Latest from The Spokesman-Review
FISHING – Business in the Republic, Wash., area are creating what may be the closest thing in the region to a complete fishing tournament weekend. Bass/Blues/BBQ & Brews will debut Sept. 25-26 at Curlew Lake based out of Black Beach Resort.
Bass fishing in the Ferry County lake can range from good to shockingly good if a tiger musky attacks your lure.
Music from four blues bands will be free. The brew pub in Republic is involved and the resort is offering discounts on cabins, camping and RV hookups, said spokeswoman Mary Masingale.
Bass teams of two anglers a $60 entry.
These and other anglers can compete for prizes in contests for tiger musky and pike minnow.
Kids attending will be encouraged to join the lake associations “perch purge” to reduce numbers of the illegally introduced species.
“We’ll have some special contests for kids – mostly focusing on Sunday, with some prizes like rods and tackles,” Masingale said.
- Info: (509) 775-3989.
HUNTING — Washington wildlife officials are looking for ways to reduce the number of mule deer that congregate in the city limits of Republic, Wash. But in this one case, local officials felt the poor doe deserved a second chance.
Fish and Wildlife biologists Wednesday removed an arrow stuck in a mule deer doe that wanders the Ferry County town with her two fawns.
The wounding comes just a week after state officials requested local residents help them figure out ways to cull the deer.
Republic Police Chief Jan Lewis requested WDFW help for the deer, which apparently wasn’t critically wounded by the arrow lodged through the skin of its neck.
Republic has long had many deer living in town – both enjoyed and considered a nuisance by residents — and local authorities have worked with WDFW to lethally remove many of them.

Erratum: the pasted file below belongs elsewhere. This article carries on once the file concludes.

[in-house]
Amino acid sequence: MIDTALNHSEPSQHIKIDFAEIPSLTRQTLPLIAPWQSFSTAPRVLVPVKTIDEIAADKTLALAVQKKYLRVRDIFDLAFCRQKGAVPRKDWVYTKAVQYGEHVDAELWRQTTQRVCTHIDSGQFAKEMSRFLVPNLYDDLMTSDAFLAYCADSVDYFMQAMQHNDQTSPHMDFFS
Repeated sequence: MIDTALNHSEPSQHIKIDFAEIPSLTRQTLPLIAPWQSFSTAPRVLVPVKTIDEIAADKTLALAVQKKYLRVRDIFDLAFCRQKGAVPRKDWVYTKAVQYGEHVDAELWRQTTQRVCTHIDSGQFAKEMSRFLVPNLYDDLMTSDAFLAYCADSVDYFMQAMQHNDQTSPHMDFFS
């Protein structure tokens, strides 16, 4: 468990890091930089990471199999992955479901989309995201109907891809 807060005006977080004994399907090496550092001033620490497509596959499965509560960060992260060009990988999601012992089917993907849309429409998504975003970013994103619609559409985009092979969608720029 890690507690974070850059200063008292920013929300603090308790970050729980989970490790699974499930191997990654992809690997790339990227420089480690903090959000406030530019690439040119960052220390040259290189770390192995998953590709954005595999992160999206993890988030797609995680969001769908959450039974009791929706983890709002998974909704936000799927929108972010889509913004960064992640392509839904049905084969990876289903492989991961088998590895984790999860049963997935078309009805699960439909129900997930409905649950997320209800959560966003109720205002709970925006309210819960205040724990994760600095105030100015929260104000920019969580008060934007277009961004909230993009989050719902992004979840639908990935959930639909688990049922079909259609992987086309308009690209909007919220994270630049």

But with two fawns still in tow, and the insult of the arrow through its neck, Lewis asked for help in catching, treating and releasing this deer.
WDFW biologists easily found the trio in a Republic backyard and shot a tranquilizer dart into the doe to handle her safely. While her fawns watched not far away, the doe was blindfolded to keep her calm, the arrow was removed and the wound treated with antibiotics. The deer also received a bright orange ear tag marked with the number “7” so she could be monitored easily.
After a reversal drug took effect, the doe rejoined her fawns. A day later Lewis reported that “lucky number seven” was doing well.
WDFW estimated cost of the operation, including staff time, fuel, drugs and equipment, was about $1,000.
Information about how the deer was shot with the arrow can be reported by calling 1-877-933-9847, or e-mailing firstname.lastname@example.org, or completing an on-line report form at http://wdfw.wa.gov/enforcement/violation/.
Depending on the circumstances, the incident could be considered unlawful hunting of big game second degree, or harming/harassing wildlife, both gross misdemeanors which could carry penalties of up to $1,000.
TRAILS — Mountain bikers, hikers and equestrians are gathering in November for another blitz to build an epic trail east of Republic, Wash., — and they can use more help.
“Last October, over a dozen volunteers from Conservation Northwest, Spokane Mountaineers, Washington Trails Association and the Ferry County Trails Association broke ground on the new Gibraltar trail,” said Derrick Knowles of Conservation Northwest. “The trail, the product of a five-year effort between recreation groups, conservationists and the Colville National Forest, will provide new recreation opportunities close to the town of Republic.”
The last two work parties of the season will be held Nov. 5-6 and Nov. 19-20.
E-mail email@example.com to sign up or call 509-435-1270 for more info on what to bring, where to meet, and where to camp/stay.
Read on for more details about the trail.